An equally important finding is the remarkable rise in correlation of cross-country risky asset returns, in particular equity returns, and attendant risk-premiums
Historically safe rates in different countries have been more correlated than risky returns. This has reversed over the past decades, however, as cross-country risky returns have become substantially more correlated. This seems to be mainly driven by a remarkable rise in the cross-country correlations in risk premiums. This increase in global risk comovement may pose new challenges to the risk-bearing capacity of the global financial system, a trend consistent with other macro indicators of risk-sharing.
This is one more datapoint in the growing pile of evidence about the global interconnectedness and systemic risks posed by excessive financial market integration.

Thursday, August 17, 2017

The contrasting trajectories of infrastructure and welfare sectors in development

Consider how roads were built even thirty years back in countries like India. Government officials would make the project reports and work estimates and get the road approved. Once approved, the local officials would procure materials like bitumen, hire workers, and use government owned machinery to lay the road. One group of officials from the department would do the field execution, another group would do the recording and check measurements, and yet another group would conduct quality control checks. Once constructed, another group of officials from the same department would be entrusted the responsibility of maintenance. As can be imagined, the government incurs the full expenditure for the road on its completion. 

Fast forward to now, and the scene has been transformed beyond recognition. Consultants make detailed project reports and estimates. Once approved, the department tenders the work out to contractors, who have the responsibility of construction to specified standards. The department owns no equipment and supplies nothing. It even outsources quality control and project management responsibilities to consultants. The maintenance responsibility is either bundled with the construction contract or outsourced after construction. What's more, the government even amortises its expenditure by making periodic payouts to the contractor on meeting agreed service levels.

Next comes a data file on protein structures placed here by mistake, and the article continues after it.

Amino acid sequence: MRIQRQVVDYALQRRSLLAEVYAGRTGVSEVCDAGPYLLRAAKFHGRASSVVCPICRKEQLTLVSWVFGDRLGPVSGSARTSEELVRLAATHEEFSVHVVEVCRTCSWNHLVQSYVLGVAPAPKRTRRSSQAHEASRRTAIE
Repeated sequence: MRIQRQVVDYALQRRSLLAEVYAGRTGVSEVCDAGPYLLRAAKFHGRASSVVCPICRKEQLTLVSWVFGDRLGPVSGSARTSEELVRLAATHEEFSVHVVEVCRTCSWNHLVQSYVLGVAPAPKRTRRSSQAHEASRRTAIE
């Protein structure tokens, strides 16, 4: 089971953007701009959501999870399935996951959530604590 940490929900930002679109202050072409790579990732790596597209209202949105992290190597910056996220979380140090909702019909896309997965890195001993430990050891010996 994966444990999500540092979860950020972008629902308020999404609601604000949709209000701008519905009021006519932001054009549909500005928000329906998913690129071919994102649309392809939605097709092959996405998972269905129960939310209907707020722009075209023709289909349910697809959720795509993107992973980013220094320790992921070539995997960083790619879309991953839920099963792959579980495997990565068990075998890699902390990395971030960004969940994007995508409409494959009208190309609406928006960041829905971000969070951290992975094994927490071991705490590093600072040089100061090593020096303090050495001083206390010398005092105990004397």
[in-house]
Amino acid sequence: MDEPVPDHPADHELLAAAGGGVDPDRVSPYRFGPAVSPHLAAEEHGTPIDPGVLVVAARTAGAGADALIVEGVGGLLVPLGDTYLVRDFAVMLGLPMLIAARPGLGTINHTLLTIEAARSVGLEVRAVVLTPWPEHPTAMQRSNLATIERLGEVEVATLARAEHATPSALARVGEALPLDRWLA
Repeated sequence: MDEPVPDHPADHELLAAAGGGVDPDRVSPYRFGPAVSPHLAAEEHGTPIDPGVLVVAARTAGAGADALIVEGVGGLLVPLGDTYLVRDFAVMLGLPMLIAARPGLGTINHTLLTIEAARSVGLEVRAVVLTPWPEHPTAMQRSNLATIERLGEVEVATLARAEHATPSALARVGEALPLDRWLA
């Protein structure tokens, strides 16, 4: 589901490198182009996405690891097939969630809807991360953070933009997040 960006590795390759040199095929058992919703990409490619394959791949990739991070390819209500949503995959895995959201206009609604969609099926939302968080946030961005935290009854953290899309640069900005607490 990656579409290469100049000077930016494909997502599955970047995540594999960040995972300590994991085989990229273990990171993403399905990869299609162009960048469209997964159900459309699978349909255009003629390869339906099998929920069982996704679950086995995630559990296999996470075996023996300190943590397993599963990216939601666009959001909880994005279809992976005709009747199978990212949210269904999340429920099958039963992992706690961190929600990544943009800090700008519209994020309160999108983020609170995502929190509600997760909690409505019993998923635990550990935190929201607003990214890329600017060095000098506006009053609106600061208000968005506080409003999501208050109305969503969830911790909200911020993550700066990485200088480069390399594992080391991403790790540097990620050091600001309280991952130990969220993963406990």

The department's role is to co-ordinate among a group of private providers. Contract management has replaced execution as the primary responsibility of government. Much the same transformation has happened across infrastructure sectors, including the urban sector. 

It cannot be denied that this transformation has had a very significant impact in the ability of governments to develop massive infrastructure projects, improve the quality of service delivery, lower corruption, and become all round more efficient. 

Now take the example of school education. Thirty years back, governments would construct school buildings, hire teachers, and run schools. The department would develop, print and supply text books; stitch and supply uniforms; run mid-day meal kitchens; buy and make available television and computers with operators; procure teaching material for teachers; and provide trainings on curriculum instruction, leadership, motivation and so on. It would also develop testing instruments, hold examinations, hire data entry operators to collect and consolidate data, and so on. 

Fast forward to now, and virtually nothing has changed. The government continues to do all the same set of activities! Much the same applies to health, nutrition, agriculture, and most other welfare sectors.